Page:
Havel: The Passion of Thought

Vanek (David Barlow) is trapped between Michael (Christopher Marshall, left) and Vera (Emily Kron) in Vaclav Havel’s  Private View .

Vanek (David Barlow) is trapped between Michael (Christopher Marshall, left) and Vera (Emily Kron) in Vaclav Havel’s Private View.

Potomac Theater Project (PTP) has assembled an evening of political theater, presenting three short plays by the Czech playwright and dissident Vaclav Havel, who went on to become the country’s president, and bookending them with shorts by Harold Pinter and Samuel Beckett. The five plays together are given the title Havel: The Passion of Thought, and are all directed by PTP founder and coartistic director Richard Romagnoli.

Pinter’s The New World Order features the brutal yet quirky banter of two guards as they prepare to torture a man, who kneels in front of them with a bag over his head. The performers Michael Laurence and Christopher Marshall hit all the notes of the offbeat dark humor, but the piece itself is heavy-handed and this rendition never achieves the nerve-wracking intensity that seems intended.

Vanek and Stanekova (Danielle Skraastad) discuss politics in Havel’s  Protest .

Vanek and Stanekova (Danielle Skraastad) discuss politics in Havel’s Protest.

The highlight of the evening is the first of the three “Vanek plays” by Havel, Interview—all three plays, from the 1970s, feature the character Ferdinand Vanek, a soft-spoken dissident and writer, played with boyish earnestness by David Barlow (Barlow also appears as the bagged man in the Pinter play and, also unspeaking, in the Beckett finale). Vanek is laconic, and when he does speak he offers very little in the way of opinion. He seems to be a foil to bring out the worries, insecurities, and contradictions of the people he encounters, who seem baffled by his straightforward, bland decency and seeming simplicity.

In Interview, Vanek must meet with the Brewmaster at the brewery where he does manual labor, having presumably been blacklisted from most other forms of employment. Downing mugs of beer, the Brewmaster (Laurence) is a mix of excessive cheer, brooding suspicion, class resentment (“I’m not good enough for you, huh?”), and deep insecurity (“Are we friends?”). Laurence has to carry the show, given Vanek’s passivity, and he does so through broad but effective strokes, as he pivots from feigned cheer to invective to needy apologia. He is trying to get Vanek to spy on himself, and give those reports to the Brewmaster, who can then pass them on to his superior, and everyone can stay employed, working within the deranged system. The play’s tone borders on absurdist, and though the ending is comic, it poignantly demonstrates the impossibility of real human connection in a society of pervasive lies and distrust.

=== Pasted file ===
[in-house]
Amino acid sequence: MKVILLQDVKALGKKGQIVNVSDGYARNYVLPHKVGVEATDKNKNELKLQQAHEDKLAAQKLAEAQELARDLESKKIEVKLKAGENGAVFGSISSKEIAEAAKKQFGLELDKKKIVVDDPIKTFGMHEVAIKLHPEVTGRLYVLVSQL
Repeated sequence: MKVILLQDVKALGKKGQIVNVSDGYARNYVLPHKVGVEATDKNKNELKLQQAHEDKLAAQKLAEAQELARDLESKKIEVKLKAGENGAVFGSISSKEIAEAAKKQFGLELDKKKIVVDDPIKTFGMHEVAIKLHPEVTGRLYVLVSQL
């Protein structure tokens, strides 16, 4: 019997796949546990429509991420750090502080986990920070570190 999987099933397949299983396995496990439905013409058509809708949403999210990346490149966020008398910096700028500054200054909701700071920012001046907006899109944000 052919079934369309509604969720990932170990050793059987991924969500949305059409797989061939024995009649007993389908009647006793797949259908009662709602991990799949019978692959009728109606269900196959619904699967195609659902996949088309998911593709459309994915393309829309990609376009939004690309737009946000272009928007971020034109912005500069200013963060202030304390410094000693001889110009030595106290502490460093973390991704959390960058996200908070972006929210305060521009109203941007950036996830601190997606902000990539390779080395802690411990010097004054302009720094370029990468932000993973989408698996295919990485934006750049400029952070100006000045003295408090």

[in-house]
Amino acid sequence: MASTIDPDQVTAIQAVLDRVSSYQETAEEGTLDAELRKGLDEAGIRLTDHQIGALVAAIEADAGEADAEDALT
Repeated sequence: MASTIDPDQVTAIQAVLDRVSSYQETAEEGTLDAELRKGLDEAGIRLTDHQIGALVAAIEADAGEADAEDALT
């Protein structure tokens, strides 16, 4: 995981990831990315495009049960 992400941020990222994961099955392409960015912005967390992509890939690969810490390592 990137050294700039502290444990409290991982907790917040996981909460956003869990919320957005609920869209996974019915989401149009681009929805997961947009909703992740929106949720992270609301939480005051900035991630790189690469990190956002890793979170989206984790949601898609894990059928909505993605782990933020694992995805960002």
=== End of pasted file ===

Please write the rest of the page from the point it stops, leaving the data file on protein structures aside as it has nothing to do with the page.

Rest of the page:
Barlow plays the Protagonist in Samuel Beckett’s  Catastrophe . Photographs by Stan Barouh.

Barlow plays the Protagonist in Samuel Beckett’s Catastrophe. Photographs by Stan Barouh.

Private View is a farce about an affluent married couple, attired in garish red outfits (costume design by Glenna Ryer), who have invited their “best friend” Vanek over to show him all the goods they have collected and insist, with increasing frenzy and desperation, on the perfection of all aspects of their lives and the general terribleness of Vanek’s. The play, however, is really just a series of variations on one joke, performed with increasing hyperactivity but to no great point, as it races on toward its antic conclusion, with a nearly mute Vanek.

Vanek’s unresponsiveness can be a strength, as in Interview, but eventually becomes frustrating, as in Protest, which is forced into becoming essentially a monologue, spelling out an ethical dilemma, instead of letting that dilemma play out in subtler fashion through dialogue and character. Almost all the talking is left to Stanekova (Danielle Skraastad), a friend of Vanek’s and his crew from the old days, who is now a successful television writer, in part by toeing the government line and not risking her neck (and lifestyle) in dissident activities. Her guilt and illusions are presented in such an obvious way as to diminish the dramatic impact of the choice she has to make, which revolves around signing a petition to release an imprisoned pop star.

The finale, Beckett’s Catastrophe, which was dedicated to Havel, about a director (Madeline Ciocci) and her assistant (Emily Ballou) making a statue-like man pose in various ways, is a misfire, though it does show off Hallie Zieselman’s lighting, which is excellent throughout all the plays. But it’s a deflating way to conclude a sporadically interesting, though somewhat flat, theatrical experience, that, despite the horrific political situation in this country today, never manages to feel particularly engaged or relevant.

Havel: The Passion of Thought runs through Aug. 4 at Atlantic Theater Company Stage 2 (330 West 16th St.). Evening performances are at 7 p.m. and matinees are at 2 p.m., but the schedule varies; for exact days and times visit ptpnyc.org. Tickets are available by calling (866) 811-4111 or visiting the website.

Click for print friendly PDF version of this blog post